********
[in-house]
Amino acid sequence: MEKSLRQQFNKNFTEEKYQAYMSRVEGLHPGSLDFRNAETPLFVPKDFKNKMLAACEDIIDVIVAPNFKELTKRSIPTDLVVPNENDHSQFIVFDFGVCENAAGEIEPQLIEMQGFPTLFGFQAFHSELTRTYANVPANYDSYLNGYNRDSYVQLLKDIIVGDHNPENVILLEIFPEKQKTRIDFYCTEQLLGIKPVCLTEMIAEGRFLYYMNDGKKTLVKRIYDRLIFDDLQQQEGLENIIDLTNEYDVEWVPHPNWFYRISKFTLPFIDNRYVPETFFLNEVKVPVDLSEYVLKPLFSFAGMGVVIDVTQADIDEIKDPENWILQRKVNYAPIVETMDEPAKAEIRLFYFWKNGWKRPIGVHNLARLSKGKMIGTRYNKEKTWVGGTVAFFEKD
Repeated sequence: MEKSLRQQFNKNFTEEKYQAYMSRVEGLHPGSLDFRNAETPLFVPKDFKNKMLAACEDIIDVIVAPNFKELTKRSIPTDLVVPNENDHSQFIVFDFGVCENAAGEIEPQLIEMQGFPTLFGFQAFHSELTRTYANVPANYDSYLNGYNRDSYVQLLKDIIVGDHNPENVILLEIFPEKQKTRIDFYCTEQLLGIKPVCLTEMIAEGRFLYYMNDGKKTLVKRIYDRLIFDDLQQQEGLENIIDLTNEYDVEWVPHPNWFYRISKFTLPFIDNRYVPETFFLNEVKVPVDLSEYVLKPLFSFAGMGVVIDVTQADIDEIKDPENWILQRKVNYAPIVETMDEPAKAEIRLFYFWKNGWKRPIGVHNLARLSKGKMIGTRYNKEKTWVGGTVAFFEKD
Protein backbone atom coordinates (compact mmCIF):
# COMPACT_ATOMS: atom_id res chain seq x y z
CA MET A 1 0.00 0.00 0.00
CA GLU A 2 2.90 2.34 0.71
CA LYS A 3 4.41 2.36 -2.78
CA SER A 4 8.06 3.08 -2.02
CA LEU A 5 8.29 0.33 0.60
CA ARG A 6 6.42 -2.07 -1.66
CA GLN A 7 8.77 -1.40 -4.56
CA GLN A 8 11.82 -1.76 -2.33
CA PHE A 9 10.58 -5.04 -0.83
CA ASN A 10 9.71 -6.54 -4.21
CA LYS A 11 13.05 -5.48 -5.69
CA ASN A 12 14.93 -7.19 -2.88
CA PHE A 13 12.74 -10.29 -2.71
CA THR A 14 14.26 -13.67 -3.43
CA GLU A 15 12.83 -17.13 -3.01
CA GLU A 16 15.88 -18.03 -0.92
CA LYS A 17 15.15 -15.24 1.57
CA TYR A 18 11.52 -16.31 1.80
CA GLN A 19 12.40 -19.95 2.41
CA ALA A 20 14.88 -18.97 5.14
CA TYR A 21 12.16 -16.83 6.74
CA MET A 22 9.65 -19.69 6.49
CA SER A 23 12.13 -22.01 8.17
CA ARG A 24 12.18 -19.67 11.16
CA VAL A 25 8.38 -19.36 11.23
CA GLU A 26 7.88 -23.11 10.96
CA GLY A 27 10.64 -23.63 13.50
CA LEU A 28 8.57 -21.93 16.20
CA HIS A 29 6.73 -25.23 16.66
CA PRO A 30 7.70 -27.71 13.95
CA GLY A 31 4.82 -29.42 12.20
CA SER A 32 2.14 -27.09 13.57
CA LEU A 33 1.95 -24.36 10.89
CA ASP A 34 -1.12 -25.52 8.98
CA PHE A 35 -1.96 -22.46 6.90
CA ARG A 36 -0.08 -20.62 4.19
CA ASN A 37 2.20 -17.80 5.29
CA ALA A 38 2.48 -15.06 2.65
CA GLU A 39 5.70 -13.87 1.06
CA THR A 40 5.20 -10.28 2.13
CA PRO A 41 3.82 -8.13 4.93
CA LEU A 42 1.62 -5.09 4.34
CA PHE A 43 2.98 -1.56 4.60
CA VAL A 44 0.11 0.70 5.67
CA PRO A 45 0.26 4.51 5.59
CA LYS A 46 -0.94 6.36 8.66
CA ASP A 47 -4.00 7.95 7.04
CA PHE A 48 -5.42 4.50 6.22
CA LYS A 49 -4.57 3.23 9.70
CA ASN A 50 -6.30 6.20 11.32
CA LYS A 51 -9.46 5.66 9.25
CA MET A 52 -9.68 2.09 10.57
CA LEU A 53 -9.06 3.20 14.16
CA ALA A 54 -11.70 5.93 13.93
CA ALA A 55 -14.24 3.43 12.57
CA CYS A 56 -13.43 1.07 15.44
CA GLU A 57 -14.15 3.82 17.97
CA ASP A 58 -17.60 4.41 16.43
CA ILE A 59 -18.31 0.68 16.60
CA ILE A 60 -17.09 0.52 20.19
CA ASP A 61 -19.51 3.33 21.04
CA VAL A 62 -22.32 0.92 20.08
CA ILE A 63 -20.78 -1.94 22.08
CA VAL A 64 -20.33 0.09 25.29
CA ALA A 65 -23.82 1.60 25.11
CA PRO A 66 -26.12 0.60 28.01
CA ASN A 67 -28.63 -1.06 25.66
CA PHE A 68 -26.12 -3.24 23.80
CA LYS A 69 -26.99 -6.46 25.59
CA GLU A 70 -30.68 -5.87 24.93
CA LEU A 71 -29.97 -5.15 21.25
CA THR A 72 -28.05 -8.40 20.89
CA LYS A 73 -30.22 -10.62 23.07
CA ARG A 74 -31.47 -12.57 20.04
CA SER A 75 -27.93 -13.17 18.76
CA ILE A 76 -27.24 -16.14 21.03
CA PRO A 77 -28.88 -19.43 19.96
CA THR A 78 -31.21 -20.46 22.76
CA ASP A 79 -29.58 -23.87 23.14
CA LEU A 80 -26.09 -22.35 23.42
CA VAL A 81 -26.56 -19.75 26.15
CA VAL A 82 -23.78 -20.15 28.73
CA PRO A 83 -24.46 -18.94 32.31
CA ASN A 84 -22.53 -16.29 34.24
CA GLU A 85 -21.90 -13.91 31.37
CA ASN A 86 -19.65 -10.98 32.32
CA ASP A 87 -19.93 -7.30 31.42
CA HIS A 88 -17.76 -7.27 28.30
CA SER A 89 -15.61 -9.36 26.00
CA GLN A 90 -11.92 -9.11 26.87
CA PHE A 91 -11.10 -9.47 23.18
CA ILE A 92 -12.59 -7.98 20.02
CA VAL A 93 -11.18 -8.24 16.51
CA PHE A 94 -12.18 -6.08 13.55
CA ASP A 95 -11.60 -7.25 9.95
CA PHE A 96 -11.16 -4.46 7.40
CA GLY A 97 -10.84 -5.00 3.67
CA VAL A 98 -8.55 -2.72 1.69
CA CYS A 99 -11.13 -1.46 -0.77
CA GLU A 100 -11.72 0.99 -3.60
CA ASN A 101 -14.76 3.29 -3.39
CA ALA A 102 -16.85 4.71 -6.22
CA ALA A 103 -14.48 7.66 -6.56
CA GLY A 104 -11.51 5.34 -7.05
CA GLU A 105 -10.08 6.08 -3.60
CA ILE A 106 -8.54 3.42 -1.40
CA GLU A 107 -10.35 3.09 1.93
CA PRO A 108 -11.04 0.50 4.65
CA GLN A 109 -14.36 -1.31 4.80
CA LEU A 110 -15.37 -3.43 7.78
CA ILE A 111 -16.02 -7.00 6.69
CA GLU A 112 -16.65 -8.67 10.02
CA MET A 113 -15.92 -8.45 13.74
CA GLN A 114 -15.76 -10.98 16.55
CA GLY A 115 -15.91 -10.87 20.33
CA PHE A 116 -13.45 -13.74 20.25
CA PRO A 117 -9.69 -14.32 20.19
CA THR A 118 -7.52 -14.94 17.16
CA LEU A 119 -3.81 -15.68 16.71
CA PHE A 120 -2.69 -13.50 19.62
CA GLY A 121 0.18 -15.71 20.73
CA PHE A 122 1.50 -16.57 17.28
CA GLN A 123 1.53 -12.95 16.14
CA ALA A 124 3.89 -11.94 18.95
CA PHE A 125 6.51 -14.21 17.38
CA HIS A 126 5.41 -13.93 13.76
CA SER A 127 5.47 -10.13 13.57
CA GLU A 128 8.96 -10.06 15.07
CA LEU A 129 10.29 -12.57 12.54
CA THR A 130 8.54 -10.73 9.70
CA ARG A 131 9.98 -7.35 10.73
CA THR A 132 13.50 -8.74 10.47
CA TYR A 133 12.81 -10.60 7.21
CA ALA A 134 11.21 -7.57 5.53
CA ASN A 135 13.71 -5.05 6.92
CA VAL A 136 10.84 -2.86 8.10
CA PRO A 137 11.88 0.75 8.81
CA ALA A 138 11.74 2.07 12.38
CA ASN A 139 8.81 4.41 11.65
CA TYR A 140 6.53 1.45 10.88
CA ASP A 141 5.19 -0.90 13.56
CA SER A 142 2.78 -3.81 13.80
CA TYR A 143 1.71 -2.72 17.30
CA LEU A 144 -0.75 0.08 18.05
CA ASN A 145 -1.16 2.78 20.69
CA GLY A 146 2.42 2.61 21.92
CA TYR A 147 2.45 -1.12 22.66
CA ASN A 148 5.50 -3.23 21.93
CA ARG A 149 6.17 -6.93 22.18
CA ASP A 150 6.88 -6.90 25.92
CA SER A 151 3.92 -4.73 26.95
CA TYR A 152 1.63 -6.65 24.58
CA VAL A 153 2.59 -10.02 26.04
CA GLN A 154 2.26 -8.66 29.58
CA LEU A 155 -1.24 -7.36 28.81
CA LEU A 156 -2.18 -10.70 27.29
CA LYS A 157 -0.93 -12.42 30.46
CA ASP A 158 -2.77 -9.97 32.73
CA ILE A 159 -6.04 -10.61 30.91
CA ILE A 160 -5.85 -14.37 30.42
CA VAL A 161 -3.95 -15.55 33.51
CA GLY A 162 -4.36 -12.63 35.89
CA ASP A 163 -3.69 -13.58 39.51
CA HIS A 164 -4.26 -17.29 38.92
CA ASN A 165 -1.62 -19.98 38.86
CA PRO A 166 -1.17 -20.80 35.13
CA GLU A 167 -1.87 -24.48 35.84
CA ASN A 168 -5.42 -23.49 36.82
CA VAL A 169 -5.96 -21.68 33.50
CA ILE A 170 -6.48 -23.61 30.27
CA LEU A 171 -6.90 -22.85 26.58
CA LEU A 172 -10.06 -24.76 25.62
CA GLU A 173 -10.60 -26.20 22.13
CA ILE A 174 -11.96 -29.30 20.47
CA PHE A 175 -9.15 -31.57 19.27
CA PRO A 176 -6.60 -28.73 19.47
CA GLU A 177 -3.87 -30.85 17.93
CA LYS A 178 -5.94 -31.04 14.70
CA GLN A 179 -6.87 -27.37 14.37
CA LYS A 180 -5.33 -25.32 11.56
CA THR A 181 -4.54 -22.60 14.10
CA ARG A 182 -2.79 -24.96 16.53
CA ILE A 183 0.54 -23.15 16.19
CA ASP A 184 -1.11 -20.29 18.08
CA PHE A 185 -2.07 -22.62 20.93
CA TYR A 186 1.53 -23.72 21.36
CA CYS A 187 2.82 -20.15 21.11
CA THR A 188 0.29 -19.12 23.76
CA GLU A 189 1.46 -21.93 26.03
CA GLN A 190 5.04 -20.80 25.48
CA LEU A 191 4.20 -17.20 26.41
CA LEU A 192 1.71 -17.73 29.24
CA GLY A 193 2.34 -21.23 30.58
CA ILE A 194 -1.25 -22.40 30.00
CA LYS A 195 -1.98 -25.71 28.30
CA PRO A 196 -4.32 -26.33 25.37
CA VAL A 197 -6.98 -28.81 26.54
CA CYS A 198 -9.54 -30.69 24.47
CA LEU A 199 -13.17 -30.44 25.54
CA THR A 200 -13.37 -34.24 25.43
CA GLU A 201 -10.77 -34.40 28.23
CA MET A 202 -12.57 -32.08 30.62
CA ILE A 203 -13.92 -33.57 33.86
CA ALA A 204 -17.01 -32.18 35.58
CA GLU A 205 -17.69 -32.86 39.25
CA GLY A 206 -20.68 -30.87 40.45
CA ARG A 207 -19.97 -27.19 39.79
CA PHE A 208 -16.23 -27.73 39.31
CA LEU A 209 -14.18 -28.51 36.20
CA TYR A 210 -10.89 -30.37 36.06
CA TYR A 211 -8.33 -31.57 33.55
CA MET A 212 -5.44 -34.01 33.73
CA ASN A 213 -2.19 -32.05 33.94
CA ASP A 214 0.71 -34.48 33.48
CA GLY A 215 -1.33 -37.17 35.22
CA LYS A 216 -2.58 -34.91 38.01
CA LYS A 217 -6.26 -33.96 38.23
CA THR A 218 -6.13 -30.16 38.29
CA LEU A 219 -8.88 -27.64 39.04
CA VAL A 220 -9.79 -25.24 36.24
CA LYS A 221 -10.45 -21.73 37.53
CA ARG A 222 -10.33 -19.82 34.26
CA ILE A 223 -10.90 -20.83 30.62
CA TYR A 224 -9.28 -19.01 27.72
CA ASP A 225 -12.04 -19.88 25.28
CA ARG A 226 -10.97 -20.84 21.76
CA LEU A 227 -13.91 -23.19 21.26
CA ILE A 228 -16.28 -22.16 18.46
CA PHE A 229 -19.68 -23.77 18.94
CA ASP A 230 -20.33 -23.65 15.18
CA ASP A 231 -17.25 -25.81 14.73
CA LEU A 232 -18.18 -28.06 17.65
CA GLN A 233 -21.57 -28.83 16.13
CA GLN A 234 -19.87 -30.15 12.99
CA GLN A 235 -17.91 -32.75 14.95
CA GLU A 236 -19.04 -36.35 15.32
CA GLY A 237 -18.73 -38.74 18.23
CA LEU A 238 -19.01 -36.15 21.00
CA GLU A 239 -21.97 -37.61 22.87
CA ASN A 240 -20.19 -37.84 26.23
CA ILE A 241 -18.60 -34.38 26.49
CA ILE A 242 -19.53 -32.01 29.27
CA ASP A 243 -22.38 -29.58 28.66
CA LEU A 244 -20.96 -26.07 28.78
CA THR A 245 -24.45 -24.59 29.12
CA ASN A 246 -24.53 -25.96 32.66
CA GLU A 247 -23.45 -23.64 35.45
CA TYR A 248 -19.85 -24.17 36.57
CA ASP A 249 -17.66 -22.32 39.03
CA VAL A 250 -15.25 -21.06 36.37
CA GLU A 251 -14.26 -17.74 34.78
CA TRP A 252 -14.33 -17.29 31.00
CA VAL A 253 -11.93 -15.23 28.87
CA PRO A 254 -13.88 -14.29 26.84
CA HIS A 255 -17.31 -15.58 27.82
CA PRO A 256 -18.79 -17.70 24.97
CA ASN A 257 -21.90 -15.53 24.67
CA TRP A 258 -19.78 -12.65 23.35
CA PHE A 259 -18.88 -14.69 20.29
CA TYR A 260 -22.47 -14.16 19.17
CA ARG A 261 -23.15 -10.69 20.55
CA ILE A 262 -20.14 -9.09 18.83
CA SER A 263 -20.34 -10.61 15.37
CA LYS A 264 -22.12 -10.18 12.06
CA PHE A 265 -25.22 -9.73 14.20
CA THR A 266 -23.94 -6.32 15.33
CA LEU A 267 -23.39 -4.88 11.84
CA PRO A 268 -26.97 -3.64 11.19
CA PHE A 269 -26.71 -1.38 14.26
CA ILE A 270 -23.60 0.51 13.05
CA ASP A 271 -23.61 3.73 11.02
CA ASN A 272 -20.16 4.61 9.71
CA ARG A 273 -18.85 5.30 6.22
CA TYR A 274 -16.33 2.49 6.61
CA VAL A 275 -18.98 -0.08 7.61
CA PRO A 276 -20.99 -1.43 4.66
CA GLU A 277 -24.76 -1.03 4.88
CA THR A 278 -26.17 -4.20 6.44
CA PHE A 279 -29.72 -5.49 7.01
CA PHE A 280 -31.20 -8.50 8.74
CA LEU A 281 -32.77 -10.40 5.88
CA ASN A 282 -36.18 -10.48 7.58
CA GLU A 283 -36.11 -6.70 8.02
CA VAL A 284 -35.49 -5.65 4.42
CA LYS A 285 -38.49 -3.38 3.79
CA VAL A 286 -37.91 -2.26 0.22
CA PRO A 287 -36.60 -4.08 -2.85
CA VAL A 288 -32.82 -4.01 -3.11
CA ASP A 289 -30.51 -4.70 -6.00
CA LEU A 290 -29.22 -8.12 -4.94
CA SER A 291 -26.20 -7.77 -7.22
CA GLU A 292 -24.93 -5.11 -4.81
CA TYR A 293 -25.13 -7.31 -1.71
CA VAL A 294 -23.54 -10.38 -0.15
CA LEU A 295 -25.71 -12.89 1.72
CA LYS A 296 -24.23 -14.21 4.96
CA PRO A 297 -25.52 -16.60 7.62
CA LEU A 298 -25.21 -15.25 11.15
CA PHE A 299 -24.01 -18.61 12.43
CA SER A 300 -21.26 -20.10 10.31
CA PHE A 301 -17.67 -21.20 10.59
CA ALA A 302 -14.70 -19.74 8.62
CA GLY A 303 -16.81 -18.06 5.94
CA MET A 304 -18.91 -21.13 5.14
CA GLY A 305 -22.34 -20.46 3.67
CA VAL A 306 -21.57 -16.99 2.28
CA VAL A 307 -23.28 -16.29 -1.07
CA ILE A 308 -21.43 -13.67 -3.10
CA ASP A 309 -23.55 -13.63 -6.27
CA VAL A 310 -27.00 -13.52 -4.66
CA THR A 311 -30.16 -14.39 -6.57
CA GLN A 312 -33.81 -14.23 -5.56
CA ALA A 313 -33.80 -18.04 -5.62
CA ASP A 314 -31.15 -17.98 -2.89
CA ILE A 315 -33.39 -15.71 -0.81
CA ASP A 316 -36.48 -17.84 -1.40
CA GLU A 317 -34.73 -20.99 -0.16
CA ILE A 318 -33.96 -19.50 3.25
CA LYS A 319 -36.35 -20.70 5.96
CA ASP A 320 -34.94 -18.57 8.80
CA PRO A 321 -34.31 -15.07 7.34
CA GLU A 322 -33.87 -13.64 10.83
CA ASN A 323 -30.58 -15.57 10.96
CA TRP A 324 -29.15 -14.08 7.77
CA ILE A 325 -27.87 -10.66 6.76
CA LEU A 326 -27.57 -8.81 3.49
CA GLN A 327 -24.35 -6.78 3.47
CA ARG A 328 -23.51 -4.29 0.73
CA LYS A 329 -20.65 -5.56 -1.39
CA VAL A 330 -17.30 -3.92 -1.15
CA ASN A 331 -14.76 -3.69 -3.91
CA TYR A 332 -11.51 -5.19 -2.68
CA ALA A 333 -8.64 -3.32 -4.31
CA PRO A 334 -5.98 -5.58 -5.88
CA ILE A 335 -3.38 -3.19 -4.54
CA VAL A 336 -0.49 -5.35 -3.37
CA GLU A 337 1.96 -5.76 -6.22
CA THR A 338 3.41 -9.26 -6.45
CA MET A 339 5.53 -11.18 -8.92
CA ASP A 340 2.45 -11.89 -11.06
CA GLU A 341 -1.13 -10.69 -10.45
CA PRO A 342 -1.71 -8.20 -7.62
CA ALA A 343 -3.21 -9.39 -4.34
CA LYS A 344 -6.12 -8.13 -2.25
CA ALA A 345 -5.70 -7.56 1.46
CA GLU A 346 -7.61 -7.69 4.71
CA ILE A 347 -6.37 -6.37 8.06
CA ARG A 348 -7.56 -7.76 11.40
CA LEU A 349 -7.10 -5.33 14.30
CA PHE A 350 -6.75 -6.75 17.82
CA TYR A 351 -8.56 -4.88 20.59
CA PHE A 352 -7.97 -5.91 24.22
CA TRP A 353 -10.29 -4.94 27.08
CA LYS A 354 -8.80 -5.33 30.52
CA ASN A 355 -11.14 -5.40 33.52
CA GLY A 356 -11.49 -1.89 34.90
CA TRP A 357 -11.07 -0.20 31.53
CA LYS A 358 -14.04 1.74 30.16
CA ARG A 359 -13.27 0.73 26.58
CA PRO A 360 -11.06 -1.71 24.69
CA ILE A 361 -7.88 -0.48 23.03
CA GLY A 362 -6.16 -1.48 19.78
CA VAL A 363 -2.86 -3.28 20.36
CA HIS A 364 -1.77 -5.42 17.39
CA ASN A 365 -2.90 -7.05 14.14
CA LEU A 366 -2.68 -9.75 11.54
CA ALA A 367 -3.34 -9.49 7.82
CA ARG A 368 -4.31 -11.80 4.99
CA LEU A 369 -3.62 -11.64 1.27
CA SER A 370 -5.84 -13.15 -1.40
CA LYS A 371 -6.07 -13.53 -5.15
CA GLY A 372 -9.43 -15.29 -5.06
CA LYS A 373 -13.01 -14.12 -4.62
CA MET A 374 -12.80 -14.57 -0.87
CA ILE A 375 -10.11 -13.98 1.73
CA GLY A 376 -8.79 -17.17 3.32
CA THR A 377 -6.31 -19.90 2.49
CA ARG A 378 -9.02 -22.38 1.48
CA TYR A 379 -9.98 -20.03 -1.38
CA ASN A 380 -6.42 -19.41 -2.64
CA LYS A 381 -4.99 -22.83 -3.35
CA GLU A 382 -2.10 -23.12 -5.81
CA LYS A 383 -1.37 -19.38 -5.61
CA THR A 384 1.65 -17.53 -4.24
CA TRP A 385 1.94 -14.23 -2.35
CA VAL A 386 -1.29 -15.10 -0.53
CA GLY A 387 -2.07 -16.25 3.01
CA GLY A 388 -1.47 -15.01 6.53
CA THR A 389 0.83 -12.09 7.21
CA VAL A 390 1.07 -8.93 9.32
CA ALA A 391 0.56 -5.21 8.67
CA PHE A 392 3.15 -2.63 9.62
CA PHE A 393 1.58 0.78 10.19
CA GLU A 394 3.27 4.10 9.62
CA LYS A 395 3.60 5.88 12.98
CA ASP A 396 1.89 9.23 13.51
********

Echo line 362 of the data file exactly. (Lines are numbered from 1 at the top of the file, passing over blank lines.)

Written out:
CA TRP A 357 -11.07 -0.20 31.53